Which is easier, and which way do you find yourself tracking more consistently?

Stick to that method.

For example, when it comes to dry foods, I measure them both raw and cooked. If I measure beans from a can already cooked, then I will measure them cooked no big deal. 

If I am looking to cook dry beans, I will measure the dry serving size. This same rule goes for foods like pasta and rice. 

Make sure to type in raw or cooked in your app.

Should you freak out because you’re not consistent with your method of measuring foods? Please no! 


The only difference here is the unit of measurement. 

1 ounce = 28 grams and 28 grams = 1 ounce

How do you pick which one to measure in? 

No, your math skills aren’t being put to the test well, maybe a little, just kidding. Take a look at the serving size of what you are looking to weigh. If the serving size is given in grams, measure in grams, and vice versa.

Just a quick tip. Small foods like nuts, seeds, oils, and sauces are easier to measure in grams, and heavier ones are easier to measure in ounces. 


If you’ve ever tried to measure small portions of food and realized the scale wouldn’t capture the weight, it’s happened to all of us.

Nothing to lose your mind over, but here’s a quick tip.

Instead of adding weight to the scale, remove weight from the scale. Let’s take a look at this example. Let’s say you want to weigh out peanut butter on the food scale.

Instead of placing the amount of peanut butter you will eat on the food scale, place the entire jar of peanut butter on the food scale, and tare it out (set it to zero). Then remove how much peanut butter you will be eating from the jar (while the jar is still on the scale), and the weight will show as a negative on your scale.

This is my favorite hack.


Measuring meals in bulk is quite easy. Let’s use the example of cooking pasta:

  • Take the box of pasta and sit it on top of the food scale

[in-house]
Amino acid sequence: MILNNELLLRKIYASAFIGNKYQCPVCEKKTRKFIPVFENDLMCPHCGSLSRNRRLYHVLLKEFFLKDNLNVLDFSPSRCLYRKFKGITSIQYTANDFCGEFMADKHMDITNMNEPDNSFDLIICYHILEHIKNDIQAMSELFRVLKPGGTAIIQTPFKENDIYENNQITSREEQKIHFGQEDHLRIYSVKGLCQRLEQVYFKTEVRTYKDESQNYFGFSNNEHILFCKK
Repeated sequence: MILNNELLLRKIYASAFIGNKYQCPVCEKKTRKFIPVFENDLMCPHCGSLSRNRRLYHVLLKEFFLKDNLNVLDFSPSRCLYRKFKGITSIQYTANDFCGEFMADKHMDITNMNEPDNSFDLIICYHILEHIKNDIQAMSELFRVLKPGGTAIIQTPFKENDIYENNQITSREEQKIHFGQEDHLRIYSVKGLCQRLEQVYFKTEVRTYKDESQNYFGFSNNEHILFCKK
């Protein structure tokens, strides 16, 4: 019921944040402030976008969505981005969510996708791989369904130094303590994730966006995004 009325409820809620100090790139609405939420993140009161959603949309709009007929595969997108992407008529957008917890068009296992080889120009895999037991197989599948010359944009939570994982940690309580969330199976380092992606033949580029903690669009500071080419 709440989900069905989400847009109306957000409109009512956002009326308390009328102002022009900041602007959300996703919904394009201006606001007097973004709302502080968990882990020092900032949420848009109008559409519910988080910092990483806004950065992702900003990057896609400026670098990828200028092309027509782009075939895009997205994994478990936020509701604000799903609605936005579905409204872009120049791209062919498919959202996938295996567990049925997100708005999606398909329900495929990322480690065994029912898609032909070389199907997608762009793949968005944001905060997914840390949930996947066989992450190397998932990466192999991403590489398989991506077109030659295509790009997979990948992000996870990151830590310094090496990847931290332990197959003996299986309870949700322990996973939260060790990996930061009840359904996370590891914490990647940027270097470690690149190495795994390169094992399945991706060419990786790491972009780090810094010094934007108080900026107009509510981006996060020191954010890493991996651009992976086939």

• Tare out (reset to 0), so the weight of the pasta is not being captured
  • Remove the serving size from the food scale (the weight will appear as negative) and cook. 
  • Once the pasta is cooked, place an empty container on the food scale and tare to 0. (erasing the weight of the container).
  • Place the cooked pasta in the bowl and grab its ENTIRE weight in either grams or ounces. (ounces is probably best if it’s a large portion).
  • Divide the weight into how many servings you will be dividing your meals into. So if it’s five days take the total weight of the pasta and divide by 5.
  • Then go into your myfitnesspal app, and for serving size divide the original portion, you removed from the box into the same amount of meals you’ll be eating
  • Now enter that number into your macro tracking app and Voila!


What do you do when you’re a food scale master now, but are out on vacation or out with friends, and don’t have your food scale with you to weigh your food?

Is this your cue to say screw it and eat everything in sight or not eat at all? I hope it’s pretty clear that you do not and should not live a life tied to a food scale.

Flexible dieting is just the ability to be flexible. And the food scale is a tool you will use in the beginning to learn more about food and how to track your goals. 

Until you feel fully confident, this is where being prepared comes a long way. Here are a couple of things you can do:

  • Meal prep
  • Learn portion sizing with hands
  • Prepackage your snacks
  • Remind yourself that guessing is better than nothing. 


Sure, you’ve probably thought using a scale was harder than it really is, but by now, I hope you realize that it is not as intimidating as you thought.

Learning how to use a food scale to track your macros is not hard at all. You don’t need to track every single thing you eat, and there is no such thing as the perfect macros. If, at any point, you begin to feel overwhelmed, try measuring out only one meal a day or every other day. With time you will learn that you don’t have to sacrifice delicious foods you love while losing weight.


how to use a food scale for macros